Because food programs are under threat of losing federal dollars at the worst possible moment for poverty and child hunger, AFT secretary-treasurer Lorretta Johnson joined U.S. Department of Agriculture officials and other anti-hunger advocates Sept. 15 in a virtual town hall meeting on how to fight this scourge.
"Hunger is an obstacle that prevents children from doing their best in school," Johnson said in explaining the AFT's advocacy to 1,800 participants on a call hosted by Feeding America. She noted that hungry kids find it hard to do their schoolwork, and may fall behind in school and then need lots of extra help catching up. Kids deprived of good nutrition also risk slower brain development, she added, and are susceptible to obesity.
One in five American households feels some insecurity about where their next meal is coming from, and 59 percent of those households take part in federal food programs, the USDA reports.
What's more, two-thirds of America's teachers and school support personnel see hungry students every day. School staff typically spend their own money to feed these students, according to the anti-hunger group Share Our Strength. "They shouldn't have to do it alone," Johnson said.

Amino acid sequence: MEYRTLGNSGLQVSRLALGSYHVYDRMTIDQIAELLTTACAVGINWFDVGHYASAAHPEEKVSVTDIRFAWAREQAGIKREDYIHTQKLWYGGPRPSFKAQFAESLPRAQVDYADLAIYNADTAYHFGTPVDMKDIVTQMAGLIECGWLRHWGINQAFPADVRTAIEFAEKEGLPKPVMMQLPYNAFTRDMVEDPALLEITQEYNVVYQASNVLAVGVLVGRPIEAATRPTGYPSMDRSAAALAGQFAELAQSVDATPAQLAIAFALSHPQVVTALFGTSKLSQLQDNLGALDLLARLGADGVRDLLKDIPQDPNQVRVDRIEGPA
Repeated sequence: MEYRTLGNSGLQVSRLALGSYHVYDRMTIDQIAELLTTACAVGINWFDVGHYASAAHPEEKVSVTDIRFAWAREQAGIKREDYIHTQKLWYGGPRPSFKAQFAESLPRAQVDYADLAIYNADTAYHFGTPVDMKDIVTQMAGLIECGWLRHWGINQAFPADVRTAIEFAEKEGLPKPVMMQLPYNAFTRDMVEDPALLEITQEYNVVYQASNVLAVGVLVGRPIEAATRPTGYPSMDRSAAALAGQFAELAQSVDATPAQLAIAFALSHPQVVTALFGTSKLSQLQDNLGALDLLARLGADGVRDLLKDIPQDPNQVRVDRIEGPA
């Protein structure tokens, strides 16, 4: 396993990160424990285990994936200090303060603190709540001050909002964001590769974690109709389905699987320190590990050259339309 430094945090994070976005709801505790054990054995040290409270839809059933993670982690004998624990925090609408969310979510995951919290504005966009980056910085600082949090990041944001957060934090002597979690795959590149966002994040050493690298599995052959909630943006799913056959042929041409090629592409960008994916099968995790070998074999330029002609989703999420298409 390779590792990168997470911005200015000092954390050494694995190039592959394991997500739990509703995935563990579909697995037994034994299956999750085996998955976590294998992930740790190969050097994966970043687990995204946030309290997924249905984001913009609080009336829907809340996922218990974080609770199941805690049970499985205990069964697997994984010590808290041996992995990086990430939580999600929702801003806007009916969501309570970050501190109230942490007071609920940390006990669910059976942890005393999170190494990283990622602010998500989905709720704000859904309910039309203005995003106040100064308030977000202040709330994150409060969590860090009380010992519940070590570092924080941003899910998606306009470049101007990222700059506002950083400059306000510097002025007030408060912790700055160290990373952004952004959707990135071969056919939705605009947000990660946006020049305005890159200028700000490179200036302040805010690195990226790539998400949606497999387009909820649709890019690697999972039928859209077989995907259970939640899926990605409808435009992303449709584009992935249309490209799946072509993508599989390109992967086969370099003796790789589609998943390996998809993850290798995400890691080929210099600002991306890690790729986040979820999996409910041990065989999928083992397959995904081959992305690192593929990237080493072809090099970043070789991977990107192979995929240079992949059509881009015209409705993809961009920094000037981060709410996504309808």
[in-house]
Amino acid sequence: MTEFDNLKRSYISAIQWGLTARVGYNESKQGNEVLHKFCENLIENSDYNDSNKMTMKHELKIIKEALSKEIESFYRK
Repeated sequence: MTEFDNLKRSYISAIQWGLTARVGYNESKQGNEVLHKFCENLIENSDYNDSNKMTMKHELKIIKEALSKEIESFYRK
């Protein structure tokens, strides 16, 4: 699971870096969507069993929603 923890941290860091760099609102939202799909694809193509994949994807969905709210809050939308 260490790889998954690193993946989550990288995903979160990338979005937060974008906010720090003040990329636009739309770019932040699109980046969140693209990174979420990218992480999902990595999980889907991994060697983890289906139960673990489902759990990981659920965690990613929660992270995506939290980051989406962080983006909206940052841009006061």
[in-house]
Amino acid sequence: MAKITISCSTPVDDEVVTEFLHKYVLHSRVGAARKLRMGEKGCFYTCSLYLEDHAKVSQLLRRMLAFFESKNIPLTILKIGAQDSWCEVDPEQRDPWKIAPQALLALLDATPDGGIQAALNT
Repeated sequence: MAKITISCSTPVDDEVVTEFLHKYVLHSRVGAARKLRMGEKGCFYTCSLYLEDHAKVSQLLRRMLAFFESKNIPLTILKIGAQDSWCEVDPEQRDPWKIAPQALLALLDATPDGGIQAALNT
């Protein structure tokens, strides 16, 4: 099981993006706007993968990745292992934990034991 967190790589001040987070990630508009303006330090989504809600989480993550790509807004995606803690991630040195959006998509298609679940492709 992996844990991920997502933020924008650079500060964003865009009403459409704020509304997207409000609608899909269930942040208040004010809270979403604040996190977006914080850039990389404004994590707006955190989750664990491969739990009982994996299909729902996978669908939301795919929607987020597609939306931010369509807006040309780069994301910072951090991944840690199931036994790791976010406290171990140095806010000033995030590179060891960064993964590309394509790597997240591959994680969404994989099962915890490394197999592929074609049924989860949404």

Participants in the virtual meeting exchanged strategies on combating child hunger, including training school staff to recognize hunger, offering kids options such as grab-and-go meals, using Friday backpack programs to tide kids over on weekends, and sending home parental consent forms for meal programs not just once but multiple times during the school year.
Feeding America president Vicki Escarra and the other panelists offered these resources:
- Go to the USDA's main anti-hunger site for information and volunteer opportunities.
- Disseminate the national hunger hotline, 866/3-HUNGRY, in your community.
- See Feeding America's "Map the Meal Gap: Child Food Insecurity 2011."
- Take action now, during Hunger Action Month, to save federal food programs from the chopping block. [Annette Licitra]
September 16, 2011